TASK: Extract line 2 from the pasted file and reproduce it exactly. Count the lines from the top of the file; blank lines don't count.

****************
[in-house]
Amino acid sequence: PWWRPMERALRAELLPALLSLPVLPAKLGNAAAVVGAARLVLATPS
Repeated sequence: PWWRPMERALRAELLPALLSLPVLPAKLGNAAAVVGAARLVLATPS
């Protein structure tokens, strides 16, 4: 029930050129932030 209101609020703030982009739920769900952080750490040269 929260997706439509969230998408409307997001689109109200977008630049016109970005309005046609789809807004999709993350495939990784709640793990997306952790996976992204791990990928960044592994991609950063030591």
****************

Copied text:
Amino acid sequence: PWWRPMERALRAELLPALLSLPVLPAKLGNAAAVVGAARLVLATPS